Helen Limon was recently announced the winner of the 2011 Frances Lincoln Diverse Voices Childrens Book award.
The award is for a manuscript that celebrates cultural diversity in the widest possible sense, either in terms of its story or in terms of the ethnic and cultural origins of its author.
Helen’s winning manuscript, Om Shanti, Babe, is set in India and, like Takeshita Demons, includes elements of local legend and mythology. Just the kind of book I like 🙂
Below Helen is lovely enough to answer some questions on her forthcoming book, being a writer and what it’s like to win this writing award… THANKS HELEN!
– Why did you enter the Frances Lincoln Diverse Voices Childrens Book award?
I entered because it seemd a great opportunity to get a thoughtful reading of my manuscript and because I think Seven Stories is a fantastically wonderful and important resourse for children’s books and because some of the characters in Om Shanti, Babe such as Cassia’s gay dad, the deaf girl, Nandita, and the middle-class Indian family are not frequently represented in children’s books.
– Where did inspiration for Om Shanti, Babe come from?
Inspiration came from a two week winter holiday in Kerala and was followed by months (and then even more months) of research.
– Can you tell us more about the mythology of the Theyyam and how it is important to the story (without giving too much away)?
The Theyyam is a very ancient and very colourful part of the spiritual culture of Kerala, particularly in the northern hill regions.
It is kept alive through private donations and celebrated by karali of many different religions and backgrounds.
In the story, Cassia has an encounter at the Theyyam which sets in motion some important changes in her relationship with the young Indian charater, Priyanka.
– What has happened to Om Shanti, Babe since winning the award?
Winning is AMAZING! I’ve had so many opportunities to be involved in interesting projects since the award and it has made me feel like a ‘proper’ writer.
How do you find the publishing process?
I love the publishing process – looking at book covers, thinking about strap lines and sharpening things up. I have even enjoyed tidying up my eccentric punctuation!
– Favourite part of being a writer?
The opportunity to talk to groups about why children’s books are hugely important and because they always give me tea and (great) cake.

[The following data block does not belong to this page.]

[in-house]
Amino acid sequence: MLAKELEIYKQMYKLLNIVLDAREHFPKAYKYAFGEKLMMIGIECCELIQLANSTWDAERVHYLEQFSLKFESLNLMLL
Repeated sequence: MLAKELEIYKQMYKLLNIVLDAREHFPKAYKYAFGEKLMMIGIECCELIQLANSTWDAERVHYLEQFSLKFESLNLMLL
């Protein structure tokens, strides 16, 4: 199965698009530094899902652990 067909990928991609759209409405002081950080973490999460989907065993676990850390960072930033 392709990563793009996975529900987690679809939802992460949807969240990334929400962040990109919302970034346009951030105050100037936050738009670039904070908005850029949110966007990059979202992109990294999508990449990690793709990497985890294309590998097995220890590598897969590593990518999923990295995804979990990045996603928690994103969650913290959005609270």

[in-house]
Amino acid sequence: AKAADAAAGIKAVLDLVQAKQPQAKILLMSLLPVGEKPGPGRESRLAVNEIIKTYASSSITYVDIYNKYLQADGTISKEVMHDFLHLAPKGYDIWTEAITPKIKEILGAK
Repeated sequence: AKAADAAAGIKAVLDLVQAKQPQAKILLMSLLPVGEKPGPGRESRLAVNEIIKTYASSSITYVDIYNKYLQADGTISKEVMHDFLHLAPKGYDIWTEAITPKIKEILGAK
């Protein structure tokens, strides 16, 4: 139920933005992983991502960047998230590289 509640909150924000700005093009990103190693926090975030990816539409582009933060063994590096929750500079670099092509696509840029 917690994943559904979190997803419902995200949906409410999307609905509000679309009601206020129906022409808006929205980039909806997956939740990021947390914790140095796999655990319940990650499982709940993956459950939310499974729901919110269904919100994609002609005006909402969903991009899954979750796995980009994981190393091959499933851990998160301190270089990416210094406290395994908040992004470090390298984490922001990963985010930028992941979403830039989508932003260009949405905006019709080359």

– Least favourite part of being a writer?
Not having enough time to write!
– Advice to aspiring writers?
Read, write, read, write, don’t edit yourself too much, let it flow, make mistakes (sometimes they turn out to be the best bits) read, write repeat from start!
– And a sneak peek extract from Om Shanti, Babe: ( I want to read more!!!)
I went back inside and tugged at the doors. The wooden frame stuck and they closed with a bang.
Inside the bedroom, a ceiling fan turned, gently moving the warm air around just enough to make it breathable. I slid out of my shoes and put my bag on the bed nearest the door. The mosquito nets were a glamorous touch, but I’d expected our room to be a bit more five-star-and-mini-bar. Dad wouldn’t have rated it at all.
I cranked up the ceiling fan and, as the blades began to turn faster, something moved on the wall. A pale pink lizard had scuttled along and stopped just inches away from the light switch. It blinked. A tiny tongue shot out of its mouth and slid back between its jaws. I stood very still, holding my breath. The lizard blinked again as I moved slowly away from the wall and ran for the door.
Lula would have a fit when I told her and, while Mr Chaudhury got rid of it, I would be able to reclaim the order book. But when I got downstairs no one seemed bothered about mini-beasts stalking the walls.
‘They are called Geckos, Cassia. We think of them as our guests. They will help keep your room free of spiders and flies,’ Mr Chaudhury said. His teeth were very white and when he smiled, his mouth crinkled at the corners. What a creep. He’d made it sound like geckos were his best friends and that I was some kind of teen psycho-killer.
Lula looked a bit embarrassed. She had told me loads about India, but, clearly, there were some things she’d left out.
– More on this international and annual award (You should enter!)(Yes you!)
The Frances Lincoln Diverse Voices Childrens Book Award is for a manuscript that celebrates cultural diversity in the widest possible sense, either in terms of its story or in terms of the ethnic and cultural origins of its author.
The prize of £1,500, plus the option for Frances Lincoln Children’s Books to publish the novel, will be awarded to the best work of unpublished fiction for 8-to-12-year-olds by a writer, aged 16 years or over, who has not previously published a novel for children. The writer may have contributed to an anthology of prose or poetry.
The purpose of The Frances Lincoln Diverse Voices Children’s Book Award is to:
• Take positive steps to increase the representation of people writing from or about different cultural perspectives, whose work is published in Britain today.
• Promote new writing for children, especially by or about people whose culture and voice are currently under-represented.
• Recognise that as children’s books shape our earliest perceptions of the world and its cultures, promoting writing that represents diversity will contribute to social and cultural tolerance.
• Support the process of writing rather than, as with the majority of prizes, promoting the publication.
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